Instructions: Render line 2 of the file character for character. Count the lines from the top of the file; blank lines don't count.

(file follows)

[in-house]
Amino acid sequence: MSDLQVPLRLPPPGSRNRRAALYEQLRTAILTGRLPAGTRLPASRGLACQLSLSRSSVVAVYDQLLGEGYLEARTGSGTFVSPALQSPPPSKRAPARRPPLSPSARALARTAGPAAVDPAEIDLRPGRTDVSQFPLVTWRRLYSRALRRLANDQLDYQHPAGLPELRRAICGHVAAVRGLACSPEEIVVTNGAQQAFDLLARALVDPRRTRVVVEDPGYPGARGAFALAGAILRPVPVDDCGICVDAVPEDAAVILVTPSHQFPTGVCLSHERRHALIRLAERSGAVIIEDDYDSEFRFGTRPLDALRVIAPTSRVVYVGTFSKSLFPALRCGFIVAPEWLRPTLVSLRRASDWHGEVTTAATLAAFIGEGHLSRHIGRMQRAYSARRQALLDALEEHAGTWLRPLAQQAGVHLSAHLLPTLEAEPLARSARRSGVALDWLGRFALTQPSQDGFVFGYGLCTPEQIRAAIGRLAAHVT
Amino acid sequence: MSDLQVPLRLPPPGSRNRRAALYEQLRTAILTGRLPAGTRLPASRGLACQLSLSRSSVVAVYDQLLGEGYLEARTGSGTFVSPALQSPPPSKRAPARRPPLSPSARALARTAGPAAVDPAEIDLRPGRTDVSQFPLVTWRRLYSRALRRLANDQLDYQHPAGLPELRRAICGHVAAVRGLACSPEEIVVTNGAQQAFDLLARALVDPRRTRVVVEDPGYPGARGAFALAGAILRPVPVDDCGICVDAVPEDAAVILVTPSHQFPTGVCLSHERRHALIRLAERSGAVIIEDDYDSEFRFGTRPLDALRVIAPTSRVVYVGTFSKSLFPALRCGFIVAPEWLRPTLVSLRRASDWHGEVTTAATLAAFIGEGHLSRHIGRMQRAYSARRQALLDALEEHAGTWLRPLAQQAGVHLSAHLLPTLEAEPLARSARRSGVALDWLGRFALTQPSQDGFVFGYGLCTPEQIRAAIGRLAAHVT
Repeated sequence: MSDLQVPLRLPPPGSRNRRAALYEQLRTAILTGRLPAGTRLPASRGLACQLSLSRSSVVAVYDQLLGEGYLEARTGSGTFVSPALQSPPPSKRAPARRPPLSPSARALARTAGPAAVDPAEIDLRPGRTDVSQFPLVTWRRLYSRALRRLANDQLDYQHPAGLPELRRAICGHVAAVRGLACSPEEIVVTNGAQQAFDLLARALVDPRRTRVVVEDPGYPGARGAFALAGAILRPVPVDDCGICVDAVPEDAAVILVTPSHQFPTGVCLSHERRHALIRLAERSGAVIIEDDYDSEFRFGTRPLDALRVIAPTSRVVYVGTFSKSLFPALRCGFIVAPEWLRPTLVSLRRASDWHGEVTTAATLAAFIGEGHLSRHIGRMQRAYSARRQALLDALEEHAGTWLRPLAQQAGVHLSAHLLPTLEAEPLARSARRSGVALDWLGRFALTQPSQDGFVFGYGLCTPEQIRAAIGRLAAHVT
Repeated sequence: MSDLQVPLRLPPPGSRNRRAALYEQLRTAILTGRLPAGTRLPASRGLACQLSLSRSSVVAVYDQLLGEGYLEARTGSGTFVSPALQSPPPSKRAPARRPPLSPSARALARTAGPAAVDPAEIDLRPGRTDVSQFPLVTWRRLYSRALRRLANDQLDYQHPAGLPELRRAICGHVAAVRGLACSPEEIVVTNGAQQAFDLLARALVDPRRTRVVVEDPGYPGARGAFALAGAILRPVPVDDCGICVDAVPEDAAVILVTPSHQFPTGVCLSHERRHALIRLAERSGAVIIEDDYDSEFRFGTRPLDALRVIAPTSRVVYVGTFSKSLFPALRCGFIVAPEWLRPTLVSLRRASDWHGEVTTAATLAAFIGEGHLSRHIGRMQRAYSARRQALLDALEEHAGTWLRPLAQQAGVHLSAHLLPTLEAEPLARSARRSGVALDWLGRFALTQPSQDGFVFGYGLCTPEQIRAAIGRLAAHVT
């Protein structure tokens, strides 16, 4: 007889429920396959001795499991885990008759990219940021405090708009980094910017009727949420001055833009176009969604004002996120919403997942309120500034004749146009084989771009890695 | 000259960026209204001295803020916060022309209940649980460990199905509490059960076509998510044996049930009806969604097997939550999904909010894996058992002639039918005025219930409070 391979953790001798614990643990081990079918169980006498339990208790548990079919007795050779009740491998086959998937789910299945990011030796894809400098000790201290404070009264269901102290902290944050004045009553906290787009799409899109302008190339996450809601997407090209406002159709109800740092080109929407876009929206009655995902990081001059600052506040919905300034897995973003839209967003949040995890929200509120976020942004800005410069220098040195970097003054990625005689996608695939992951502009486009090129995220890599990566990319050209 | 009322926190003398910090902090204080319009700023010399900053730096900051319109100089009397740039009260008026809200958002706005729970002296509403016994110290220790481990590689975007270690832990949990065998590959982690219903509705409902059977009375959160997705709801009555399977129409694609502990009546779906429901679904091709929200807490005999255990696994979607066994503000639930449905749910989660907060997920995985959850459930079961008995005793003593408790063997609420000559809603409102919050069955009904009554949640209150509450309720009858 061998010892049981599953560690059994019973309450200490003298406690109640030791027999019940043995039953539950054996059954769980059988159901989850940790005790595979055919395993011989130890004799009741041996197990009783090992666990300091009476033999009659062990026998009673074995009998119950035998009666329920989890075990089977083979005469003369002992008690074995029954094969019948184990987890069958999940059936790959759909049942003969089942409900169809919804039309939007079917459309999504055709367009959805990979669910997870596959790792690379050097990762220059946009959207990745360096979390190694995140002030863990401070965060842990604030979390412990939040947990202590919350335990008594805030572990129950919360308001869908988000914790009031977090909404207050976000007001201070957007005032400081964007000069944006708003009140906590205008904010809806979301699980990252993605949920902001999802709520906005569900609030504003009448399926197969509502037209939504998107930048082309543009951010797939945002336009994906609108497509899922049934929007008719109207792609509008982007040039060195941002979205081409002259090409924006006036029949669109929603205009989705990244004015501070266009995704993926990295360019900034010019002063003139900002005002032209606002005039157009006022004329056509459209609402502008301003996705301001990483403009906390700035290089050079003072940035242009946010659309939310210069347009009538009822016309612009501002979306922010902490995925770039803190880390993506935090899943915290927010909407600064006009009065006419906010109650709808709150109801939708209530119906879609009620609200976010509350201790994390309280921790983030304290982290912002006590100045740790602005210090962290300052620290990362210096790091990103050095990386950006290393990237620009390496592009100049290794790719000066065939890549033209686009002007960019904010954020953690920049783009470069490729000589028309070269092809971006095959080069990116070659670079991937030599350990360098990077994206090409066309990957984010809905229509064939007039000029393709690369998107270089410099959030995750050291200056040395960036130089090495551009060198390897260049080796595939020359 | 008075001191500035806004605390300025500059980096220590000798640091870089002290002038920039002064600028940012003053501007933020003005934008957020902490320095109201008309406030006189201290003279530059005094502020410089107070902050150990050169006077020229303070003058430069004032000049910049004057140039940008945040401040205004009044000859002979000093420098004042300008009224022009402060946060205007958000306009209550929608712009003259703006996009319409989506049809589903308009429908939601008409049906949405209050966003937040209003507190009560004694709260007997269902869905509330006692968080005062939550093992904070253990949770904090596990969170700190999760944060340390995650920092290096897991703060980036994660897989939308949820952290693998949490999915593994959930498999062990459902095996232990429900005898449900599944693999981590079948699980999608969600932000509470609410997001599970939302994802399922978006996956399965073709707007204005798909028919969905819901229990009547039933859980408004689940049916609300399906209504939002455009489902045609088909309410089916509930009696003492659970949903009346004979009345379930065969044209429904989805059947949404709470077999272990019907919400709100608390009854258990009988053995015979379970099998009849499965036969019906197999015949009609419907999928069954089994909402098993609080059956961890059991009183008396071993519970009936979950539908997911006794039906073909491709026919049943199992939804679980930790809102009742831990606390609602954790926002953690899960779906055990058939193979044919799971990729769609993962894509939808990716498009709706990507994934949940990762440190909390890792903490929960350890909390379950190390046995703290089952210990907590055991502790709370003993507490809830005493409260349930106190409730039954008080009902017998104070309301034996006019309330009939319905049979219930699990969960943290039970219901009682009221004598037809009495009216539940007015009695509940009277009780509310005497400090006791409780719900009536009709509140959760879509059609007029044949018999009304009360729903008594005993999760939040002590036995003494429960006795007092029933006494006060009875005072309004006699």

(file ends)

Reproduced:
Amino acid sequence: MSDLQVPLRLPPPGSRNRRAALYEQLRTAILTGRLPAGTRLPASRGLACQLSLSRSSVVAVYDQLLGEGYLEARTGSGTFVSPALQSPPPSKRAPARRPPLSPSARALARTAGPAAVDPAEIDLRPGRTDVSQFPLVTWRRLYSRALRRLANDQLDYQHPAGLPELRRAICGHVAAVRGLACSPEEIVVTNGAQQAFDLLARALVDPRRTRVVVEDPGYPGARGAFALAGAILRPVPVDDCGICVDAVPEDAAVILVTPSHQFPTGVCLSHERRHALIRLAERSGAVIIEDDYDSEFRFGTRPLDALRVIAPTSRVVYVGTFSKSLFPALRCGFIVAPEWLRPTLVSLRRASDWHGEVTTAATLAAFIGEGHLSRHIGRMQRAYSARRQALLDALEEHAGTWLRPLAQQAGVHLSAHLLPTLEAEPLARSARRSGVALDWLGRFALTQPSQDGFVFGYGLCTPEQIRAAIGRLAAHVT